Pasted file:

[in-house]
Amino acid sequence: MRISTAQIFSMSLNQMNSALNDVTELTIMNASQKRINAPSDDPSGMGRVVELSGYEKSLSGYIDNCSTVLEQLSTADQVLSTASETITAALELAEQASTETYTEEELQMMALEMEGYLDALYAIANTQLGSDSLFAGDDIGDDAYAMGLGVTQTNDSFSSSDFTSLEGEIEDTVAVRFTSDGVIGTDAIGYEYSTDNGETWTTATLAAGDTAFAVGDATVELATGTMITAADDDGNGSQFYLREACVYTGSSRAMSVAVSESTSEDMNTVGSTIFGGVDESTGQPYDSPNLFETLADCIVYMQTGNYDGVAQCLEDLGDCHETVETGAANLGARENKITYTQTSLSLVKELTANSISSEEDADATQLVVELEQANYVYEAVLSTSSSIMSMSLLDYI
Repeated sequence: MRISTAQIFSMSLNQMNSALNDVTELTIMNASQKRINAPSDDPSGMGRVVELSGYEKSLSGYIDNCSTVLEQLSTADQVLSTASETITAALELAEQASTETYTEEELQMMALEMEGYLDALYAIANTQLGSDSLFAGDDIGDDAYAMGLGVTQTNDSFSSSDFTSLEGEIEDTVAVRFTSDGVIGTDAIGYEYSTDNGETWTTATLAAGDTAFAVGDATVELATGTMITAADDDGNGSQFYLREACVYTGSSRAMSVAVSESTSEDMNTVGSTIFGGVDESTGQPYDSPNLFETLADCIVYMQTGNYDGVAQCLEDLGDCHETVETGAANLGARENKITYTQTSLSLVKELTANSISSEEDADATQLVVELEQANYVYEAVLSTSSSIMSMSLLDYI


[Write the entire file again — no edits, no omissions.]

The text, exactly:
[in-house]
Amino acid sequence: MRISTAQIFSMSLNQMNSALNDVTELTIMNASQKRINAPSDDPSGMGRVVELSGYEKSLSGYIDNCSTVLEQLSTADQVLSTASETITAALELAEQASTETYTEEELQMMALEMEGYLDALYAIANTQLGSDSLFAGDDIGDDAYAMGLGVTQTNDSFSSSDFTSLEGEIEDTVAVRFTSDGVIGTDAIGYEYSTDNGETWTTATLAAGDTAFAVGDATVELATGTMITAADDDGNGSQFYLREACVYTGSSRAMSVAVSESTSEDMNTVGSTIFGGVDESTGQPYDSPNLFETLADCIVYMQTGNYDGVAQCLEDLGDCHETVETGAANLGARENKITYTQTSLSLVKELTANSISSEEDADATQLVVELEQANYVYEAVLSTSSSIMSMSLLDYI
Repeated sequence: MRISTAQIFSMSLNQMNSALNDVTELTIMNASQKRINAPSDDPSGMGRVVELSGYEKSLSGYIDNCSTVLEQLSTADQVLSTASETITAALELAEQASTETYTEEELQMMALEMEGYLDALYAIANTQLGSDSLFAGDDIGDDAYAMGLGVTQTNDSFSSSDFTSLEGEIEDTVAVRFTSDGVIGTDAIGYEYSTDNGETWTTATLAAGDTAFAVGDATVELATGTMITAADDDGNGSQFYLREACVYTGSSRAMSVAVSESTSEDMNTVGSTIFGGVDESTGQPYDSPNLFETLADCIVYMQTGNYDGVAQCLEDLGDCHETVETGAANLGARENKITYTQTSLSLVKELTANSISSEEDADATQLVVELEQANYVYEAVLSTSSSIMSMSLLDYI